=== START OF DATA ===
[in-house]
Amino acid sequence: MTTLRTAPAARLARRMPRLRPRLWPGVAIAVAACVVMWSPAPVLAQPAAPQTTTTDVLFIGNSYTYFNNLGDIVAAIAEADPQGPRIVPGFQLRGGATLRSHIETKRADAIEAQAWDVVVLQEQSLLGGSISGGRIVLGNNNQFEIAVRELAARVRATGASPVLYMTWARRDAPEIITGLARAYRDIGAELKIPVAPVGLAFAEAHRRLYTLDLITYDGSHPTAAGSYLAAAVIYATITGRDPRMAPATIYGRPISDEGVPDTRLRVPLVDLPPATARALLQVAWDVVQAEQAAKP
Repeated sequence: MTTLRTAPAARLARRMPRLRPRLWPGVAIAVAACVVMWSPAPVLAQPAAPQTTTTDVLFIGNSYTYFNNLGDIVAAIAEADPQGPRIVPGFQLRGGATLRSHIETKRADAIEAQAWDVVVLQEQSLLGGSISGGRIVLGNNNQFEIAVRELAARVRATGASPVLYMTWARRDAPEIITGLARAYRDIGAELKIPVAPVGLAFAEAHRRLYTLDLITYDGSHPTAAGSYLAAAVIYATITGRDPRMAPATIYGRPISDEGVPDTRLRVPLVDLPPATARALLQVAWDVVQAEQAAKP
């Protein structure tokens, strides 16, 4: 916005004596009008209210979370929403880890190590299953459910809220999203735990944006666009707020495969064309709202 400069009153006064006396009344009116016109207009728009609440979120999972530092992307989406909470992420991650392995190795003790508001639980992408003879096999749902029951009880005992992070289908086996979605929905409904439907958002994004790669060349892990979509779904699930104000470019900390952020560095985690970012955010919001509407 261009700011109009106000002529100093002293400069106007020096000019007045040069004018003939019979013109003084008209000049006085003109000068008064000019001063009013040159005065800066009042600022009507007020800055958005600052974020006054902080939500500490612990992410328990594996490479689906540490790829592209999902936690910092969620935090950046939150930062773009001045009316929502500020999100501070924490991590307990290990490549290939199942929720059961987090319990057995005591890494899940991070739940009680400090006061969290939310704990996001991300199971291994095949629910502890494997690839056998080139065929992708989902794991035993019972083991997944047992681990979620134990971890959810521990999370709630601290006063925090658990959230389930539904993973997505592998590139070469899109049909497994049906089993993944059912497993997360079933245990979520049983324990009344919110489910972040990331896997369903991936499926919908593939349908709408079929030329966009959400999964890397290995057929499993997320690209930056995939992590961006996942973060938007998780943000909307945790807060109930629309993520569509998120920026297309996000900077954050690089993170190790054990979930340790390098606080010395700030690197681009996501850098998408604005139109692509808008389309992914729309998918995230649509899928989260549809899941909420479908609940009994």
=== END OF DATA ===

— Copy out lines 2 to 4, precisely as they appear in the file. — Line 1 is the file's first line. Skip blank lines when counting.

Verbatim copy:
Amino acid sequence: MTTLRTAPAARLARRMPRLRPRLWPGVAIAVAACVVMWSPAPVLAQPAAPQTTTTDVLFIGNSYTYFNNLGDIVAAIAEADPQGPRIVPGFQLRGGATLRSHIETKRADAIEAQAWDVVVLQEQSLLGGSISGGRIVLGNNNQFEIAVRELAARVRATGASPVLYMTWARRDAPEIITGLARAYRDIGAELKIPVAPVGLAFAEAHRRLYTLDLITYDGSHPTAAGSYLAAAVIYATITGRDPRMAPATIYGRPISDEGVPDTRLRVPLVDLPPATARALLQVAWDVVQAEQAAKP
Repeated sequence: MTTLRTAPAARLARRMPRLRPRLWPGVAIAVAACVVMWSPAPVLAQPAAPQTTTTDVLFIGNSYTYFNNLGDIVAAIAEADPQGPRIVPGFQLRGGATLRSHIETKRADAIEAQAWDVVVLQEQSLLGGSISGGRIVLGNNNQFEIAVRELAARVRATGASPVLYMTWARRDAPEIITGLARAYRDIGAELKIPVAPVGLAFAEAHRRLYTLDLITYDGSHPTAAGSYLAAAVIYATITGRDPRMAPATIYGRPISDEGVPDTRLRVPLVDLPPATARALLQVAWDVVQAEQAAKP
């Protein structure tokens, strides 16, 4: 916005004596009008209210979370929403880890190590299953459910809220999203735990944006666009707020495969064309709202 400069009153006064006396009344009116016109207009728009609440979120999972530092992307989406909470992420991650392995190795003790508001639980992408003879096999749902029951009880005992992070289908086996979605929905409904439907958002994004790669060349892990979509779904699930104000470019900390952020560095985690970012955010919001509407 261009700011109009106000002529100093002293400069106007020096000019007045040069004018003939019979013109003084008209000049006085003109000068008064000019001063009013040159005065800066009042600022009507007020800055958005600052974020006054902080939500500490612990992410328990594996490479689906540490790829592209999902936690910092969620935090950046939150930062773009001045009316929502500020999100501070924490991590307990290990490549290939199942929720059961987090319990057995005591890494899940991070739940009680400090006061969290939310704990996001991300199971291994095949629910502890494997690839056998080139065929992708989902794991035993019972083991997944047992681990979620134990971890959810521990999370709630601290006063925090658990959230389930539904993973997505592998590139070469899109049909497994049906089993993944059912497993997360079933245990979520049983324990009344919110489910972040990331896997369903991936499926919908593939349908709408079929030329966009959400999964890397290995057929499993997320690209930056995939992590961006996942973060938007998780943000909307945790807060109930629309993520569509998120920026297309996000900077954050690089993170190790054990979930340790390098606080010395700030690197681009996501850098998408604005139109692509808008389309992914729309998918995230649509899928989260549809899941909420479908609940009994």